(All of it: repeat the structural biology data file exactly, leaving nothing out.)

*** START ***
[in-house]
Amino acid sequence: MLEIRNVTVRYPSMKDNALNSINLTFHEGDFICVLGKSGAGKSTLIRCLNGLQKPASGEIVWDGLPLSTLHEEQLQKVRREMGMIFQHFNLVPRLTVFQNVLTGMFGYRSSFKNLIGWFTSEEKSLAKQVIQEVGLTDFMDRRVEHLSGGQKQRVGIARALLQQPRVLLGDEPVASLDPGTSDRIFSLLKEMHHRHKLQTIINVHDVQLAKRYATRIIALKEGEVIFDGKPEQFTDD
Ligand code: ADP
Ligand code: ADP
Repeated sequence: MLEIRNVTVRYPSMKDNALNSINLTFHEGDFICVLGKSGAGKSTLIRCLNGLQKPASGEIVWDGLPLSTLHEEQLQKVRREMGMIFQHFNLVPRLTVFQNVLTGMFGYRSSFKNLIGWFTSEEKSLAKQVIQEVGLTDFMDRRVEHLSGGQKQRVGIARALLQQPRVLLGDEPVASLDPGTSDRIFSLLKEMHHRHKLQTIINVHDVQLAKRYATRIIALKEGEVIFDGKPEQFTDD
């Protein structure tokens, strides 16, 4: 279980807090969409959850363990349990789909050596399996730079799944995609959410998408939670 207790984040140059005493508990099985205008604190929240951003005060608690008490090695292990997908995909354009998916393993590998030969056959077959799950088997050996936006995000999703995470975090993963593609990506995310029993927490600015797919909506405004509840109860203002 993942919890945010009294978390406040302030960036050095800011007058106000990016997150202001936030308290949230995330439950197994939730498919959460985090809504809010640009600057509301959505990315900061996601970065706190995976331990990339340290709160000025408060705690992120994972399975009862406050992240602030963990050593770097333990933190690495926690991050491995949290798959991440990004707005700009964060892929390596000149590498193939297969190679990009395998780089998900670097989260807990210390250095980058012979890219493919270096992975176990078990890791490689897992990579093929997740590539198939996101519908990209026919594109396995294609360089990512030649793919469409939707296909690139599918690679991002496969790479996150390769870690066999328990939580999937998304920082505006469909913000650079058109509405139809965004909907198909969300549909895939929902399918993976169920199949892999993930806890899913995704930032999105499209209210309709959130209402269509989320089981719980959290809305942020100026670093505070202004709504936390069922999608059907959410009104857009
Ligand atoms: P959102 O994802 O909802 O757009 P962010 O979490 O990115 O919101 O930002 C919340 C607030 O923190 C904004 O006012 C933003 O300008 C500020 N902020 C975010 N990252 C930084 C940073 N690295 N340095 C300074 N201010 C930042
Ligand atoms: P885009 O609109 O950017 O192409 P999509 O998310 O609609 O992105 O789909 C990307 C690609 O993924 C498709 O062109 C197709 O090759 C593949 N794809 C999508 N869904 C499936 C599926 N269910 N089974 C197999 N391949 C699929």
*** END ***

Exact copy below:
[in-house]
Amino acid sequence: MLEIRNVTVRYPSMKDNALNSINLTFHEGDFICVLGKSGAGKSTLIRCLNGLQKPASGEIVWDGLPLSTLHEEQLQKVRREMGMIFQHFNLVPRLTVFQNVLTGMFGYRSSFKNLIGWFTSEEKSLAKQVIQEVGLTDFMDRRVEHLSGGQKQRVGIARALLQQPRVLLGDEPVASLDPGTSDRIFSLLKEMHHRHKLQTIINVHDVQLAKRYATRIIALKEGEVIFDGKPEQFTDD
Ligand code: ADP
Ligand code: ADP
Repeated sequence: MLEIRNVTVRYPSMKDNALNSINLTFHEGDFICVLGKSGAGKSTLIRCLNGLQKPASGEIVWDGLPLSTLHEEQLQKVRREMGMIFQHFNLVPRLTVFQNVLTGMFGYRSSFKNLIGWFTSEEKSLAKQVIQEVGLTDFMDRRVEHLSGGQKQRVGIARALLQQPRVLLGDEPVASLDPGTSDRIFSLLKEMHHRHKLQTIINVHDVQLAKRYATRIIALKEGEVIFDGKPEQFTDD
């Protein structure tokens, strides 16, 4: 279980807090969409959850363990349990789909050596399996730079799944995609959410998408939670 207790984040140059005493508990099985205008604190929240951003005060608690008490090695292990997908995909354009998916393993590998030969056959077959799950088997050996936006995000999703995470975090993963593609990506995310029993927490600015797919909506405004509840109860203002 993942919890945010009294978390406040302030960036050095800011007058106000990016997150202001936030308290949230995330439950197994939730498919959460985090809504809010640009600057509301959505990315900061996601970065706190995976331990990339340290709160000025408060705690992120994972399975009862406050992240602030963990050593770097333990933190690495926690991050491995949290798959991440990004707005700009964060892929390596000149590498193939297969190679990009395998780089998900670097989260807990210390250095980058012979890219493919270096992975176990078990890791490689897992990579093929997740590539198939996101519908990209026919594109396995294609360089990512030649793919469409939707296909690139599918690679991002496969790479996150390769870690066999328990939580999937998304920082505006469909913000650079058109509405139809965004909907198909969300549909895939929902399918993976169920199949892999993930806890899913995704930032999105499209209210309709959130209402269509989320089981719980959290809305942020100026670093505070202004709504936390069922999608059907959410009104857009
Ligand atoms: P959102 O994802 O909802 O757009 P962010 O979490 O990115 O919101 O930002 C919340 C607030 O923190 C904004 O006012 C933003 O300008 C500020 N902020 C975010 N990252 C930084 C940073 N690295 N340095 C300074 N201010 C930042
Ligand atoms: P885009 O609109 O950017 O192409 P999509 O998310 O609609 O992105 O789909 C990307 C690609 O993924 C498709 O062109 C197709 O090759 C593949 N794809 C999508 N869904 C499936 C599926 N269910 N089974 C197999 N391949 C699929």